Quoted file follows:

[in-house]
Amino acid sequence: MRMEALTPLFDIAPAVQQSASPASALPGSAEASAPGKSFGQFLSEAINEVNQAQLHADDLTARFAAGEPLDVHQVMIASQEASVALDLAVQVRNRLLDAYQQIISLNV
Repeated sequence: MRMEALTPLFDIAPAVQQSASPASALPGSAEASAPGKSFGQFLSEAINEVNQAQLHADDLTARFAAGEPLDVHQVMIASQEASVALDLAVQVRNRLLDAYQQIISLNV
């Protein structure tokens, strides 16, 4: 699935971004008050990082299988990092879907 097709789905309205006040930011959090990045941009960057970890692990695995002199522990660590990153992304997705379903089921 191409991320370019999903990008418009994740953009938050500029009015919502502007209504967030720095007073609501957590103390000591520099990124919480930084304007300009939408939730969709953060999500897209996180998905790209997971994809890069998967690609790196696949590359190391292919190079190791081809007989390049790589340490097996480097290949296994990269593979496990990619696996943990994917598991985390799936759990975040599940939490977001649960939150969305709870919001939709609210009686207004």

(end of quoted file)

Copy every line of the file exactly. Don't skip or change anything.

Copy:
[in-house]
Amino acid sequence: MRMEALTPLFDIAPAVQQSASPASALPGSAEASAPGKSFGQFLSEAINEVNQAQLHADDLTARFAAGEPLDVHQVMIASQEASVALDLAVQVRNRLLDAYQQIISLNV
Repeated sequence: MRMEALTPLFDIAPAVQQSASPASALPGSAEASAPGKSFGQFLSEAINEVNQAQLHADDLTARFAAGEPLDVHQVMIASQEASVALDLAVQVRNRLLDAYQQIISLNV
């Protein structure tokens, strides 16, 4: 699935971004008050990082299988990092879907 097709789905309205006040930011959090990045941009960057970890692990695995002199522990660590990153992304997705379903089921 191409991320370019999903990008418009994740953009938050500029009015919502502007209504967030720095007073609501957590103390000591520099990124919480930084304007300009939408939730969709953060999500897209996180998905790209997971994809890069998967690609790196696949590359190391292919190079190791081809007989390049790589340490097996480097290949296994990269593979496990990619696996943990994917598991985390799936759990975040599940939490977001649960939150969305709870919001939709609210009686207004």